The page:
View Full Version : Uppalapadu and its Migratory Birds

Anand Madabhushi
14-01-2013, 06:44 PM
Uppalapadu is a small village near Guntur (Andhra Pradesh) on Guntur - Tenali road. This place has become a home for migratory birds since 2000s. Kolleru Lake used to be a home for these birds but with prawn/shrimp culture around the lake they were driven away.

The facility at Uppalapadu is more man made than natural. The Forest Department of AP is administering the facility with the locals giving great support. It is estimated that at any given time there are about seven thousand birds ------------ storks, pelicans ----- that are breeding and waiting to fly back home once summer sets in.

The approach to the facility is a rough road about 500 meters from the main road. There is a 15-20 feet high sturdy watch tower that can comfortably accommodate three photographers with their paraphernalia of tripods etc. There was growth of bushes both at eye level and the watch tower that was impairing a clear 180 degree view. The Sun rises from behind the watch tower and the best time for photography would be the morning light.

Guntur is a district headquarters and is closer to Vijayawada. Vijayawada is connected by air.

There are good hotels in Guntur and it would be comfortable to stay in Guntur to leave for the early morning shoot.

Best time is November to February. For any further information please feel free to write in at anandm.cahyd@gmail.com or call on 09849033763.

Mrudul Godbole
15-01-2013, 10:43 AM
Nice to know more details about Uppalapadu. Thanks for sharing the detailed information.

Roopak Gangadharan
18-01-2013, 06:02 PM
Nice write up Anand sab, I did go there a few times quite some time ago. Then it was a non-descript place with no protection or upkeep. There were quite a few Spotbilled Pelicans and painted storks with the odd Garganey and Common teal. I also read a article written by someone who claims to have seen siberian cranes there which is highly doubtful. Later some friends told me that a village commitee had taken over and that they were doing a good job.


Sabyasachi Patra
29-01-2013, 09:06 PM
Good write up. Some images of the place would give also help.

Subhash Shrivastava
04-11-2013, 11:06 PM
I started gathering information about Kolleru and Uppalapadu since 2009 after reading about them in Wikipedia, specially that Kolleru is the largest freshwater lake in India! I got a lot interested when I read about Siberia cranes in Kolleru in a number of articles, many of them published in reputed newspapers like Hindu. Slowly the reality started dawning on me, and finally when I visited it in Jan-2003 for 3 days, whole things came crashing down. Some of my learnings:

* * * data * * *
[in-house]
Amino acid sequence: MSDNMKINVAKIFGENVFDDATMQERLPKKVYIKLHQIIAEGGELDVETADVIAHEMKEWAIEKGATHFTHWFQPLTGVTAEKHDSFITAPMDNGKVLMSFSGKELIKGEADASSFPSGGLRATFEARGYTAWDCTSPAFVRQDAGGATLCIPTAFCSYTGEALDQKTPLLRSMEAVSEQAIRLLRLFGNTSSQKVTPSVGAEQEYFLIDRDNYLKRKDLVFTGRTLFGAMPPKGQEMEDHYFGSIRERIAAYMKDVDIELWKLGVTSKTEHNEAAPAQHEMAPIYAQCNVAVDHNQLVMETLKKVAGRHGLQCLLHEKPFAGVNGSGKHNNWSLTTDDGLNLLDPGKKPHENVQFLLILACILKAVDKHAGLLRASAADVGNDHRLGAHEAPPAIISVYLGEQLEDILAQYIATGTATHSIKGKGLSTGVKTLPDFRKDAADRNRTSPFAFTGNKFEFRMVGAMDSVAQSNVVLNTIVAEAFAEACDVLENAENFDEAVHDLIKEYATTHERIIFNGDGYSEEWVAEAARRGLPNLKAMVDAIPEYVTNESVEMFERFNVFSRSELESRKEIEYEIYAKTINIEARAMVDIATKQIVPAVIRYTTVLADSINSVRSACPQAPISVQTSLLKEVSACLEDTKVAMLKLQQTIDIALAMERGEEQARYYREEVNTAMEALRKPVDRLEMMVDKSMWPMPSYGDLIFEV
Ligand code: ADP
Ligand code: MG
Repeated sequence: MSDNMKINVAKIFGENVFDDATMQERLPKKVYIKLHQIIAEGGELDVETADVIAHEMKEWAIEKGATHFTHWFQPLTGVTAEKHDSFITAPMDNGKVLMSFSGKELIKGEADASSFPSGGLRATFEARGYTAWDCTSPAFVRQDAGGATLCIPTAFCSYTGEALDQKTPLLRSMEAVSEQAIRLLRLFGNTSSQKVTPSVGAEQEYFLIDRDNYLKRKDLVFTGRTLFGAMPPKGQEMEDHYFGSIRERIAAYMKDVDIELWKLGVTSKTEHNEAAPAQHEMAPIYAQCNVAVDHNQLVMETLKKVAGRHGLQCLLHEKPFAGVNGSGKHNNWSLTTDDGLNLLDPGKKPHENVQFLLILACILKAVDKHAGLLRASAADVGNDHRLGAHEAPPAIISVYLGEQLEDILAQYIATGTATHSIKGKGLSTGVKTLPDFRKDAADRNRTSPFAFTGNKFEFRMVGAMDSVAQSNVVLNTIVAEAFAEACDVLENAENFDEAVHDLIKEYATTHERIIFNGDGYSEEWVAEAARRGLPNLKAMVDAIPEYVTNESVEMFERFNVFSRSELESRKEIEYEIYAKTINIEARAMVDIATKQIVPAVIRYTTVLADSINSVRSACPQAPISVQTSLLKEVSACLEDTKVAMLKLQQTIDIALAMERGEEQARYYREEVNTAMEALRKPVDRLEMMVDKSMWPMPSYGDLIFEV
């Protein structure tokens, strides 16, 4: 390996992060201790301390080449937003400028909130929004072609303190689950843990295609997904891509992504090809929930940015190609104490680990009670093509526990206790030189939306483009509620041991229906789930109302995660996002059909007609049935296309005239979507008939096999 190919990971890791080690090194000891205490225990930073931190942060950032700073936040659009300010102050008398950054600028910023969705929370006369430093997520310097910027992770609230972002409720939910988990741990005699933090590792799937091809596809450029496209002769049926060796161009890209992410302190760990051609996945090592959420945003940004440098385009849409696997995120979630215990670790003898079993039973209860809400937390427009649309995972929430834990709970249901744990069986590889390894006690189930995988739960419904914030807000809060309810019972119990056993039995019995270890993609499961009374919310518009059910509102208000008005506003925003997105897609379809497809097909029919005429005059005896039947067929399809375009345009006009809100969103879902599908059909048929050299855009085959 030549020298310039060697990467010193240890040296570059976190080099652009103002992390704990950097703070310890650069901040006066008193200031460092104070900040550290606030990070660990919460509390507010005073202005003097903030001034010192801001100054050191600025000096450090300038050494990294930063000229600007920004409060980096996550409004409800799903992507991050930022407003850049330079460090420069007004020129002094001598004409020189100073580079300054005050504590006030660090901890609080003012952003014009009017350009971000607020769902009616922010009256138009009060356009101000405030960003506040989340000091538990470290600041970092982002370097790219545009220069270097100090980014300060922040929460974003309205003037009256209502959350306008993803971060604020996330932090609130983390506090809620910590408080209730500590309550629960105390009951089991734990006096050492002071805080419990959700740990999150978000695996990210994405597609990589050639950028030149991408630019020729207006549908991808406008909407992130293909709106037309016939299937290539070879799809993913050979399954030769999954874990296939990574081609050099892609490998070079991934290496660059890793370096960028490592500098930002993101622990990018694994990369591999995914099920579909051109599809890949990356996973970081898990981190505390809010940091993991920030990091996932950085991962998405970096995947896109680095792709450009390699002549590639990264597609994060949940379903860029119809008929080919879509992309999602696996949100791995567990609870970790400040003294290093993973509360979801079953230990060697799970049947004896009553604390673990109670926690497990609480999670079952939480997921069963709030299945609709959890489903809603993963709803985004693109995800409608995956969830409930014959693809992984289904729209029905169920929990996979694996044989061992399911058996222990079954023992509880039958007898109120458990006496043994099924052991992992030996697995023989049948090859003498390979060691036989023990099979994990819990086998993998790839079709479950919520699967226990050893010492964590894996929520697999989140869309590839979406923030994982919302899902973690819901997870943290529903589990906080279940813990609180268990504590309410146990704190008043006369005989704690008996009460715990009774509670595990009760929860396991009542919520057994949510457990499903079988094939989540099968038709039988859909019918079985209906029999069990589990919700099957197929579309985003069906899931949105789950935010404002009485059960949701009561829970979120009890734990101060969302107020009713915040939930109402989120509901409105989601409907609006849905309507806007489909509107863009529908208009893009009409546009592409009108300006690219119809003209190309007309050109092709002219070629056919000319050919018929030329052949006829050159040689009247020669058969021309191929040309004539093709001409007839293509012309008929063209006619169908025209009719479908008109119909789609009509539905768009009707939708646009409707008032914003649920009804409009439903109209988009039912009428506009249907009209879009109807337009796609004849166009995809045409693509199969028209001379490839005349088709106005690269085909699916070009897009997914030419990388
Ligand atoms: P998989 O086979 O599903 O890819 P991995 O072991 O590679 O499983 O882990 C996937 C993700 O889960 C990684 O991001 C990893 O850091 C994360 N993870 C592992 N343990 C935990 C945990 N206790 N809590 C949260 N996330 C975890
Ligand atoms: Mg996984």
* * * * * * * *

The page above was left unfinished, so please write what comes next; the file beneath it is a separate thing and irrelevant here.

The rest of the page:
• I think there never have been any Siberian crane in Kolleru, Uppalapadu or any other water bodies in that area. Pelicans have been mis-identified as Siberian cranes as I have found all articles about Siberian cranes in Kolleru containing the photographs of Pelicans and Painted storks only.

• There is a lot of propaganda about the Pelicans coming from Siberia. The pelicans in Kolleru and Uppalapadu are Spot-billed Pelicans which are not migratory, or locally migratory in the sense that they are more widely distributed in the non-breading season and form colonies during the breading seasons**. Many learned persons in/about Kolleru, official or amateur, will claim that these birds have come from Siberia.
** info gathered from Wikipedia.

• The worst shock, Kolleru and Uppalapadu are not the breeding colonies for Pelicans, they are the concentration camps. Kolleru, within a size of about 2 football grounds, and Uppalapadu, within the size of less than one football ground, have countless of pelicans practically on top of each other. Looks like the local conditions are hostile as not a single pelican will dare move out to any water bodies just outside. And the lack of diversity hits hard as it is very difficult to spot any other birds than pelicans, and painted storks. (I did find many Open bills outside of the Bird sanctuary boundaries.).

• Uppalapadu bird sanctuary boundaries have been fenced off with a more than 6 feet height fence and Kolleru boundaries are ever shrinking with politicians laying claims to the remaining area on behalf of poor people (there have been many agitations in last one year). We can see worst spectacles of Aquaculture in and around Kolleru.

NB: When I visited Kolleru and Uppalapadu, I didn’t know about ABC of photography, hence I have not posted the photos.

Roopak Gangadharan
30-11-2013, 04:25 PM
Hi Subhash,

there is no record of the siberian crane any where in south India at any point of time... even the sightings in central India and Kutch were quite some time ago. As you would be knowing Bharatpur is the place where they were regularly seen, but since 2001-02 there have been no sightings any where in India..It seems more or less certain that the lineage of birds which followed the migratory route to India perhaps does not exist any more as the global populations of this bird has fallen drastically. Also the countries over which they used to migrate to India have lost huge portions of their wetlands and continue to be politically disturbed. For people like us watching this inimitably graceful bird in the wild will probably remain a dream...